NEW DELHI (Reuters) - India on Monday announced sweeping reforms to rules on foreign direct investment (FDI), opening up its defense and civil aviation sectors to complete outside ownership.
Prime Minister Narendra Modi said the changes would make India “the most open economy in the world for FDI” and provide a “major impetus to employment and job creation”.
Here are the key changes:
The government has allowed 100 percent FDI in civil aviation, of which 49 percent is under the “automatic route”, meaning that it would not require government approval. Beyond 49 percent would need to be approved by the government.
In addition, 100 percent FDI would be allowed in brownfield, or existing, airport projects under the automatic route.
The changes could benefit Gulf carriers such as Qatar Airways and Dubai’s Emirates [EMIRA.UL], which have previously indicated an interest in Indian aviation. Indian aviation firms Jet Airways (JET.NS), Spicejet (SPJT.BO) and Indigo Airlines’ parent InterGlobe (INGL.NS) all ended the day on a high.
The government said it has decided to relax local sourcing norms for up to three years for companies undertaking single brand retail trading. Among these, the companies selling products with “state of the art” and “cutting edge” technology would get another five years of local sourcing exemption.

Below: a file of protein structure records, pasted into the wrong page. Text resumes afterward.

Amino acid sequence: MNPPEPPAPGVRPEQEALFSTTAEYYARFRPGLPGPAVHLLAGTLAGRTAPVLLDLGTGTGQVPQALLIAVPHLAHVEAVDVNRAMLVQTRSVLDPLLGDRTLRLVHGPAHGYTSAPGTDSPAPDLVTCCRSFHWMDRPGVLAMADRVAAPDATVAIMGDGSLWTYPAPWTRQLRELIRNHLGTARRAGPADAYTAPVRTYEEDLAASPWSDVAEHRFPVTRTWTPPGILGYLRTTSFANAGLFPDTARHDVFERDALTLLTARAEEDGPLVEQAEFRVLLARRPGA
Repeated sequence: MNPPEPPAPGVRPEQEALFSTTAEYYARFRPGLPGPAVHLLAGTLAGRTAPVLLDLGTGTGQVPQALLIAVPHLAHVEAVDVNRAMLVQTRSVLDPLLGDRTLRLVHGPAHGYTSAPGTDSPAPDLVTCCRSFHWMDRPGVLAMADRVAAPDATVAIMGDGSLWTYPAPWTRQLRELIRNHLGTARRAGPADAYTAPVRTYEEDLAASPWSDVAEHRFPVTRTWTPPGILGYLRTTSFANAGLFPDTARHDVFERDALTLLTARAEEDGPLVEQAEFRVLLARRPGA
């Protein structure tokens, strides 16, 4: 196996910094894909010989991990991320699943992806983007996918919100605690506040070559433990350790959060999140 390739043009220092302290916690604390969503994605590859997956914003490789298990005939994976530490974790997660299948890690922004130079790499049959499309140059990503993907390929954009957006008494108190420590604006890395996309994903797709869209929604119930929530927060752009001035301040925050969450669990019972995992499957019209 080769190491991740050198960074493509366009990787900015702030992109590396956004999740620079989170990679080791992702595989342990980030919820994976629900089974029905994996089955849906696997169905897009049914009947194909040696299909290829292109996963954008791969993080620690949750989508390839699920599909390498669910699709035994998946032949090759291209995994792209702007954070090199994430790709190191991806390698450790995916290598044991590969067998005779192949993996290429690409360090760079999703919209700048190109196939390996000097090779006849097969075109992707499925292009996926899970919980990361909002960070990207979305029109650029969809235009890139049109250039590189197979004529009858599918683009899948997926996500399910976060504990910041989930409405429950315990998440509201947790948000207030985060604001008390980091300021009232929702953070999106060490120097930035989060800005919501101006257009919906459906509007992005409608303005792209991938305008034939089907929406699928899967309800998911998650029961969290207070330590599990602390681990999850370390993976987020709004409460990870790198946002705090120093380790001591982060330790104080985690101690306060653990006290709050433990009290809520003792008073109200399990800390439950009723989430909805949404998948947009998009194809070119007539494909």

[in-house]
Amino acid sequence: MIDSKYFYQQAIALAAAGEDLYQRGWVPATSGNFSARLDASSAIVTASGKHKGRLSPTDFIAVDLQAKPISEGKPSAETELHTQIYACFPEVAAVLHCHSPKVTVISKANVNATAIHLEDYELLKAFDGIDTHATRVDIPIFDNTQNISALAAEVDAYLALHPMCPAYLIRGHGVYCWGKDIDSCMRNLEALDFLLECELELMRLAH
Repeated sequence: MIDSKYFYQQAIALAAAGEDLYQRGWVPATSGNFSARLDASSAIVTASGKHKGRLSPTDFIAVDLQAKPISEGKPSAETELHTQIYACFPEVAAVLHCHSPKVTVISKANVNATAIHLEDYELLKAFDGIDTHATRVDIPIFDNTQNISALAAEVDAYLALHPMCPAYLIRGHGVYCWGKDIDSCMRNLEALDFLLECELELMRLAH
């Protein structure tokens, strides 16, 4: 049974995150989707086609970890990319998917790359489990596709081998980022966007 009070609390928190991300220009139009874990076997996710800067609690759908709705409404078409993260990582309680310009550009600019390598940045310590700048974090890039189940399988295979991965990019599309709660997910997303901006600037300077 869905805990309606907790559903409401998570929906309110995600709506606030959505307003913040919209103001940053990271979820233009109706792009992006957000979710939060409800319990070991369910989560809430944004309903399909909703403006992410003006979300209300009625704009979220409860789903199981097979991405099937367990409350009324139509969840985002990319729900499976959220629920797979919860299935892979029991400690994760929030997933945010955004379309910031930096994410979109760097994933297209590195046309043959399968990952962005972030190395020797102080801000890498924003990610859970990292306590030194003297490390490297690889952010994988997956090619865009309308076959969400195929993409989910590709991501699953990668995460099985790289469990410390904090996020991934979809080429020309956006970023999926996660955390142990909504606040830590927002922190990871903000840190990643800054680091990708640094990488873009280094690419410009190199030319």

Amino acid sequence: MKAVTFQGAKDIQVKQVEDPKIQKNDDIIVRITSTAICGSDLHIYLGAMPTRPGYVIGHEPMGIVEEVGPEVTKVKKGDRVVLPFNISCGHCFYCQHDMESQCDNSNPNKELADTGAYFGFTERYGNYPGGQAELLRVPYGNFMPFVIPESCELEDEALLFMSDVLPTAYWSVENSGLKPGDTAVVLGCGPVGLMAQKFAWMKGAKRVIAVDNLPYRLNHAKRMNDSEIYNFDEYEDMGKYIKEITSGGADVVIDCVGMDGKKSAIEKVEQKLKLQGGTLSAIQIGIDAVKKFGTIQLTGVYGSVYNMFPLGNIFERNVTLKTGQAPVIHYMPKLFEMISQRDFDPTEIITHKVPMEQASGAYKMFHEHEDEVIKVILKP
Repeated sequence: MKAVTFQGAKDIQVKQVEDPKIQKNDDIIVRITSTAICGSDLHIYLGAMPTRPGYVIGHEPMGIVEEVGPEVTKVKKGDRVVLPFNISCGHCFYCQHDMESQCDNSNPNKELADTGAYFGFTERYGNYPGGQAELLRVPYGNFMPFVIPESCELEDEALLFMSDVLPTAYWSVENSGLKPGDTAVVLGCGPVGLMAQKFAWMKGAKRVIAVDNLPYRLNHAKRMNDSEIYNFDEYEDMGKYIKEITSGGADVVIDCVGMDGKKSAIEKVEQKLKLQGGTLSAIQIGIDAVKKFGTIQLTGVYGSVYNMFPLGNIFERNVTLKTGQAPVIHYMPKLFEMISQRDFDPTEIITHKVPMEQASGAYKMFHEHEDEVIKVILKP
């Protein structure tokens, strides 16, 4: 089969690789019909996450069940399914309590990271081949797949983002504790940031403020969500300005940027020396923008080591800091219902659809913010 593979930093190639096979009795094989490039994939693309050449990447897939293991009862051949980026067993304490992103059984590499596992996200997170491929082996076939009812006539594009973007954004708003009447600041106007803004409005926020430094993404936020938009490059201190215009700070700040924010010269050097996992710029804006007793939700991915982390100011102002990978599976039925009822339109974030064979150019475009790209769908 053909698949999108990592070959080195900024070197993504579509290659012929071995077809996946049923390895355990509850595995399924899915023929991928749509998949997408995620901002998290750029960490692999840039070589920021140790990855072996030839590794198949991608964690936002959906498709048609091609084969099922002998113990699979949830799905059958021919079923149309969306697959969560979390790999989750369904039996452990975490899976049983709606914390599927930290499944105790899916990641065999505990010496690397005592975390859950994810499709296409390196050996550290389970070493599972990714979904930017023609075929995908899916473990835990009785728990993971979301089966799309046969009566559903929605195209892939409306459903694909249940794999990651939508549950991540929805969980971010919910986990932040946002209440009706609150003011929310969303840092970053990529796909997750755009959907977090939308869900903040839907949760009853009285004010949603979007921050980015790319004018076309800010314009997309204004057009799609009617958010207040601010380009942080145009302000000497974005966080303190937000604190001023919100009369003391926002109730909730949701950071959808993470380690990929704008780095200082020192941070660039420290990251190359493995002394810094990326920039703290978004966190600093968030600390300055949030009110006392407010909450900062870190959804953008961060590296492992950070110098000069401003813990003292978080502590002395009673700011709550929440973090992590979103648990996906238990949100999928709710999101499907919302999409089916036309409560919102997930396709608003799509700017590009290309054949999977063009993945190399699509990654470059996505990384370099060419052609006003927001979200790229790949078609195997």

Apple Inc (AAPL.O) is expected to be a key beneficiary of this provision, as it can immediately open its doors in India, a market it is relying on to offset slowing growth in China and the United States. Single-brand retailers like furniture giant IKEA IKEA.UL also stand to benefit.
The government has allowed up to 100 percent FDI in defense and done away with the requirement of “state of the art” technology while considering FDI cases of above 49 percent investment.
The move comes after India earlier this year outlined plans to focus defense spending more on the domestic market instead of importing combat planes, ships and submarines.
The government has approved 74 percent FDI under the automatic route in brownfield, and beyond that would continue to require government approval.
Analysts said the new norms bode well for foreign drugmakers looking to get a pie of India’s lucrative drugs market, and merger and acquisitions activity in the sector could pick up.
The government has permitted 100 percent FDI under the government approval route for trading, including through e-commerce, of food products made in India.
The government has allowed 100 percent FDI under the automatic route.
The government has permitted up to 49 percent FDI under the automatic route. Beyond 49 percent and up to 74 percent would require government approval.
Current norms allow 100 percent FDI in animal husbandry, pisciculture, aquaculture and apiculture under the automatic route, under “controlled conditions”. Under the changes introduced on Monday, the government said it has done away with the requirement of “controlled conditions”.
Compiled by Mumbai and Delhi newsrooms; Editing by Nick Macfie